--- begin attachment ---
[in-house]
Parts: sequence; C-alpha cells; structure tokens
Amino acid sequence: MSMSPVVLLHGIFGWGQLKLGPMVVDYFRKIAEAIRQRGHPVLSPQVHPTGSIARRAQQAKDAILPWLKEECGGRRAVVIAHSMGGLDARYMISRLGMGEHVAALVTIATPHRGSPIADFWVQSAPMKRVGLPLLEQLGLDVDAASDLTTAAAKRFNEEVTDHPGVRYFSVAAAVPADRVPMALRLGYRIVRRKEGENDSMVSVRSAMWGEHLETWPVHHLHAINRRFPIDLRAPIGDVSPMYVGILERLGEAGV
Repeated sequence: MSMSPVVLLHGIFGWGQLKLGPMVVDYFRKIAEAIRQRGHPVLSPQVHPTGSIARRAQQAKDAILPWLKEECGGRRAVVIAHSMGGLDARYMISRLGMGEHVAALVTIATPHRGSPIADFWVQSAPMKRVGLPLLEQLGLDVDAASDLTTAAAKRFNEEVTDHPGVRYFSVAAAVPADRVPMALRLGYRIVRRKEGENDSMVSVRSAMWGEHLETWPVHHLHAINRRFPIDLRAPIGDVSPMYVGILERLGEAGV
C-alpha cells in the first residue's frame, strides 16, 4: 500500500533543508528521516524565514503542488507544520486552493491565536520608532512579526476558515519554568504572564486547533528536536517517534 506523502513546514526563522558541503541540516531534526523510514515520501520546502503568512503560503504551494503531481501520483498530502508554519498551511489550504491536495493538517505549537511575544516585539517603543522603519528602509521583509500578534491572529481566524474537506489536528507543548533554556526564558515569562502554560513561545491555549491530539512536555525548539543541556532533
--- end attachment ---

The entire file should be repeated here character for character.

[in-house]
Parts: sequence; C-alpha cells; structure tokens
Amino acid sequence: MSMSPVVLLHGIFGWGQLKLGPMVVDYFRKIAEAIRQRGHPVLSPQVHPTGSIARRAQQAKDAILPWLKEECGGRRAVVIAHSMGGLDARYMISRLGMGEHVAALVTIATPHRGSPIADFWVQSAPMKRVGLPLLEQLGLDVDAASDLTTAAAKRFNEEVTDHPGVRYFSVAAAVPADRVPMALRLGYRIVRRKEGENDSMVSVRSAMWGEHLETWPVHHLHAINRRFPIDLRAPIGDVSPMYVGILERLGEAGV
Repeated sequence: MSMSPVVLLHGIFGWGQLKLGPMVVDYFRKIAEAIRQRGHPVLSPQVHPTGSIARRAQQAKDAILPWLKEECGGRRAVVIAHSMGGLDARYMISRLGMGEHVAALVTIATPHRGSPIADFWVQSAPMKRVGLPLLEQLGLDVDAASDLTTAAAKRFNEEVTDHPGVRYFSVAAAVPADRVPMALRLGYRIVRRKEGENDSMVSVRSAMWGEHLETWPVHHLHAINRRFPIDLRAPIGDVSPMYVGILERLGEAGV
C-alpha cells in the first residue's frame, strides 16, 4: 500500500533543508528521516524565514503542488507544520486552493491565536520608532512579526476558515519554568504572564486547533528536536517517534 506523502513546514526563522558541503541540516531534526523510514515520501520546502503568512503560503504551494503531481501520483498530502508554519498551511489550504491536495493538517505549537511575544516585539517603543522603519528602509521583509500578534491572529481566524474537506489536528507543548533554556526564558515569562502554560513561545491555549491530539512536555525548539543541556532533